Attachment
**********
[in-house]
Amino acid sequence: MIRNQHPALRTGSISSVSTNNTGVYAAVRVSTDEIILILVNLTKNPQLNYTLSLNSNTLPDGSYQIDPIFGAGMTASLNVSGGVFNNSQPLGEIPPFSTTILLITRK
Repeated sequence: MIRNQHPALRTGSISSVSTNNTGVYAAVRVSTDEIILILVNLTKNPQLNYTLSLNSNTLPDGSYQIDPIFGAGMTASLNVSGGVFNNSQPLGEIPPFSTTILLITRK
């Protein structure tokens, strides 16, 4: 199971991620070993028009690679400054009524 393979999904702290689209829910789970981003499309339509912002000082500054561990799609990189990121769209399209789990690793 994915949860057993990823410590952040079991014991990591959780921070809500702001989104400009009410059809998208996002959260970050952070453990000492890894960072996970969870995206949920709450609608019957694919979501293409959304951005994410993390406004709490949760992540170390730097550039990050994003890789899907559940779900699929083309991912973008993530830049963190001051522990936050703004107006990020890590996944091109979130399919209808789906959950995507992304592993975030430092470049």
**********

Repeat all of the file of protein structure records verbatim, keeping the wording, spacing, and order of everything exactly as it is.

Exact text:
[in-house]
Amino acid sequence: MIRNQHPALRTGSISSVSTNNTGVYAAVRVSTDEIILILVNLTKNPQLNYTLSLNSNTLPDGSYQIDPIFGAGMTASLNVSGGVFNNSQPLGEIPPFSTTILLITRK
Repeated sequence: MIRNQHPALRTGSISSVSTNNTGVYAAVRVSTDEIILILVNLTKNPQLNYTLSLNSNTLPDGSYQIDPIFGAGMTASLNVSGGVFNNSQPLGEIPPFSTTILLITRK
């Protein structure tokens, strides 16, 4: 199971991620070993028009690679400054009524 393979999904702290689209829910789970981003499309339509912002000082500054561990799609990189990121769209399209789990690793 994915949860057993990823410590952040079991014991990591959780921070809500702001989104400009009410059809998208996002959260970050952070453990000492890894960072996970969870995206949920709450609608019957694919979501293409959304951005994410993390406004709490949760992540170390730097550039990050994003890789899907559940779900699929083309991912973008993530830049963190001051522990936050703004107006990020890590996944091109979130399919209808789906959950995507992304592993975030430092470049």